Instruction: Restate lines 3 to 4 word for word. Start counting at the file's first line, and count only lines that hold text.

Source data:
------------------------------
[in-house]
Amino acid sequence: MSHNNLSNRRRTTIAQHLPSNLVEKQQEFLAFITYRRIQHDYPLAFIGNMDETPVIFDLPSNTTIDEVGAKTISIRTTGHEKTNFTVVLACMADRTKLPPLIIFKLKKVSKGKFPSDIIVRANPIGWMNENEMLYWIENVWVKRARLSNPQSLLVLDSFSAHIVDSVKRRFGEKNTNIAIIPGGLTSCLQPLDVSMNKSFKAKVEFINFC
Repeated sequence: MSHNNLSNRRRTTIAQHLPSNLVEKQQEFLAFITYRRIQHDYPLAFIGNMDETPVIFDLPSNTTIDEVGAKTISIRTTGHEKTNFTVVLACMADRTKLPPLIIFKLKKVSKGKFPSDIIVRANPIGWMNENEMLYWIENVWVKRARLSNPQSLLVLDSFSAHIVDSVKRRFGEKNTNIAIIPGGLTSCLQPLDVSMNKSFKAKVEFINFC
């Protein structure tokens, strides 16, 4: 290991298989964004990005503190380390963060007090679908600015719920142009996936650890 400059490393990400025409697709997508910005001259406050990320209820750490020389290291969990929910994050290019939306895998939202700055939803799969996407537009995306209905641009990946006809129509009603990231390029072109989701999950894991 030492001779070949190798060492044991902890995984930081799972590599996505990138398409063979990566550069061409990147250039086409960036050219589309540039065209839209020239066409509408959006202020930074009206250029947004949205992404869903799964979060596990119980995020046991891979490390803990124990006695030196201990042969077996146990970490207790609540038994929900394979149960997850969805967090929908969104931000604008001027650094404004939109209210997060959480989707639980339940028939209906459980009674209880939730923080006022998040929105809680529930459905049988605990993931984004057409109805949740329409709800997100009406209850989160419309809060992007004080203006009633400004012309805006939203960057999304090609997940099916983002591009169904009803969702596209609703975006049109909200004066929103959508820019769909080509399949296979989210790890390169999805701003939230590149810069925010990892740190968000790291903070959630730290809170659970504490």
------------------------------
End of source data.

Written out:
Repeated sequence: MSHNNLSNRRRTTIAQHLPSNLVEKQQEFLAFITYRRIQHDYPLAFIGNMDETPVIFDLPSNTTIDEVGAKTISIRTTGHEKTNFTVVLACMADRTKLPPLIIFKLKKVSKGKFPSDIIVRANPIGWMNENEMLYWIENVWVKRARLSNPQSLLVLDSFSAHIVDSVKRRFGEKNTNIAIIPGGLTSCLQPLDVSMNKSFKAKVEFINFC
């Protein structure tokens, strides 16, 4: 290991298989964004990005503190380390963060007090679908600015719920142009996936650890 400059490393990400025409697709997508910005001259406050990320209820750490020389290291969990929910994050290019939306895998939202700055939803799969996407537009995306209905641009990946006809129509009603990231390029072109989701999950894991 030492001779070949190798060492044991902890995984930081799972590599996505990138398409063979990566550069061409990147250039086409960036050219589309540039065209839209020239066409509408959006202020930074009206250029947004949205992404869903799964979060596990119980995020046991891979490390803990124990006695030196201990042969077996146990970490207790609540038994929900394979149960997850969805967090929908969104931000604008001027650094404004939109209210997060959480989707639980339940028939209906459980009674209880939730923080006022998040929105809680529930459905049988605990993931984004057409109805949740329409709800997100009406209850989160419309809060992007004080203006009633400004012309805006939203960057999304090609997940099916983002591009169904009803969702596209609703975006049109909200004066929103959508820019769909080509399949296979989210790890390169999805701003939230590149810069925010990892740190968000790291903070959630730290809170659970504490």